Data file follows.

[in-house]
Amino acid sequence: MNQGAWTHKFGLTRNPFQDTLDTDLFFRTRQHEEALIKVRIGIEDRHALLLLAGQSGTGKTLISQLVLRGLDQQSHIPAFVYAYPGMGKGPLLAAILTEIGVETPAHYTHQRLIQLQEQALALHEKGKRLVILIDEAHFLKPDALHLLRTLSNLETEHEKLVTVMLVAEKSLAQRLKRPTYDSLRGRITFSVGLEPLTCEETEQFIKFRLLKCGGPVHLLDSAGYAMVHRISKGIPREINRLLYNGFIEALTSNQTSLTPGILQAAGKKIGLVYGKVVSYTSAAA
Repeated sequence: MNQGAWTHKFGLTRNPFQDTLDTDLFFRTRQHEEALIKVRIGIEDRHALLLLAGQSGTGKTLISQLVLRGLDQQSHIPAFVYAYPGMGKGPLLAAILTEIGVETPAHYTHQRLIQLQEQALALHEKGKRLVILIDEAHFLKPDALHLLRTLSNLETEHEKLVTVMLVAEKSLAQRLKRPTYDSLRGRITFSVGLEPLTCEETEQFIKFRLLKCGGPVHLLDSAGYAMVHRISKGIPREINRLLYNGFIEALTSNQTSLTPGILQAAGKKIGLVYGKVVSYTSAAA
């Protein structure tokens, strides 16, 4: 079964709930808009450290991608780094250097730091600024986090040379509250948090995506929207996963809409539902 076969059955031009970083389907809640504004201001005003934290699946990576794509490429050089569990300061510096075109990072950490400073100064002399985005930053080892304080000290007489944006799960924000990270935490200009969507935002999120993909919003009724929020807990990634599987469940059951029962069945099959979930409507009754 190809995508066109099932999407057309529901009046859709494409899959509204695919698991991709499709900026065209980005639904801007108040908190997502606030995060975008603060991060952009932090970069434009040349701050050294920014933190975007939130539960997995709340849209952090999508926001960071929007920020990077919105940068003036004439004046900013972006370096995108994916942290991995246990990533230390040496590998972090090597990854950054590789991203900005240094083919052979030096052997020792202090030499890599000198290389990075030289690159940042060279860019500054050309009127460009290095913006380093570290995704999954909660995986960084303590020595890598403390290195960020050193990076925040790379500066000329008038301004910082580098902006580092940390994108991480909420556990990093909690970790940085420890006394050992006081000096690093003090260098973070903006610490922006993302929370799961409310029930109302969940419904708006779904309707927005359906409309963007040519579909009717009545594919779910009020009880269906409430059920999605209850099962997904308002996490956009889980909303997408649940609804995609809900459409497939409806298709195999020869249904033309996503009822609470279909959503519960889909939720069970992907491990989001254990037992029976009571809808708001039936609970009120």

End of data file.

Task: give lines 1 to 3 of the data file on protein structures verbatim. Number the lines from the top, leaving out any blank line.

[in-house]
Amino acid sequence: MNQGAWTHKFGLTRNPFQDTLDTDLFFRTRQHEEALIKVRIGIEDRHALLLLAGQSGTGKTLISQLVLRGLDQQSHIPAFVYAYPGMGKGPLLAAILTEIGVETPAHYTHQRLIQLQEQALALHEKGKRLVILIDEAHFLKPDALHLLRTLSNLETEHEKLVTVMLVAEKSLAQRLKRPTYDSLRGRITFSVGLEPLTCEETEQFIKFRLLKCGGPVHLLDSAGYAMVHRISKGIPREINRLLYNGFIEALTSNQTSLTPGILQAAGKKIGLVYGKVVSYTSAAA
Repeated sequence: MNQGAWTHKFGLTRNPFQDTLDTDLFFRTRQHEEALIKVRIGIEDRHALLLLAGQSGTGKTLISQLVLRGLDQQSHIPAFVYAYPGMGKGPLLAAILTEIGVETPAHYTHQRLIQLQEQALALHEKGKRLVILIDEAHFLKPDALHLLRTLSNLETEHEKLVTVMLVAEKSLAQRLKRPTYDSLRGRITFSVGLEPLTCEETEQFIKFRLLKCGGPVHLLDSAGYAMVHRISKGIPREINRLLYNGFIEALTSNQTSLTPGILQAAGKKIGLVYGKVVSYTSAAA